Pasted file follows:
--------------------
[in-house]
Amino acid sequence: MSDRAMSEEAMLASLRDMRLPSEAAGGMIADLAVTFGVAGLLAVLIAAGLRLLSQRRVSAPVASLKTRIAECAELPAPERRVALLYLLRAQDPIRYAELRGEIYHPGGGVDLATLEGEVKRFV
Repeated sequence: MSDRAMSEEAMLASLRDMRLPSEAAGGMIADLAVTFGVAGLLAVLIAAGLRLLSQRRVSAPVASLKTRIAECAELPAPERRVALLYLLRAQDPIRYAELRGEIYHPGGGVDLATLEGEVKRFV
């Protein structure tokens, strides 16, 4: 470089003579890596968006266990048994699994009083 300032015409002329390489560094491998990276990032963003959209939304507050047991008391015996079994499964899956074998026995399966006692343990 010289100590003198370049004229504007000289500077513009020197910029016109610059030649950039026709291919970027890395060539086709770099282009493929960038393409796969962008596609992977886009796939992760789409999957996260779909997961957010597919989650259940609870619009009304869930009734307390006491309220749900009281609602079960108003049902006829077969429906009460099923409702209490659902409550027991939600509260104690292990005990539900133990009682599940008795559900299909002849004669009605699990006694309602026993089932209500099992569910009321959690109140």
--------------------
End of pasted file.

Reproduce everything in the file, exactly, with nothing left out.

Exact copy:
[in-house]
Amino acid sequence: MSDRAMSEEAMLASLRDMRLPSEAAGGMIADLAVTFGVAGLLAVLIAAGLRLLSQRRVSAPVASLKTRIAECAELPAPERRVALLYLLRAQDPIRYAELRGEIYHPGGGVDLATLEGEVKRFV
Repeated sequence: MSDRAMSEEAMLASLRDMRLPSEAAGGMIADLAVTFGVAGLLAVLIAAGLRLLSQRRVSAPVASLKTRIAECAELPAPERRVALLYLLRAQDPIRYAELRGEIYHPGGGVDLATLEGEVKRFV
């Protein structure tokens, strides 16, 4: 470089003579890596968006266990048994699994009083 300032015409002329390489560094491998990276990032963003959209939304507050047991008391015996079994499964899956074998026995399966006692343990 010289100590003198370049004229504007000289500077513009020197910029016109610059030649950039026709291919970027890395060539086709770099282009493929960038393409796969962008596609992977886009796939992760789409999957996260779909997961957010597919989650259940609870619009009304869930009734307390006491309220749900009281609602079960108003049902006829077969429906009460099923409702209490659902409550027991939600509260104690292990005990539900133990009682599940008795559900299909002849004669009605699990006694309602026993089932209500099992569910009321959690109140």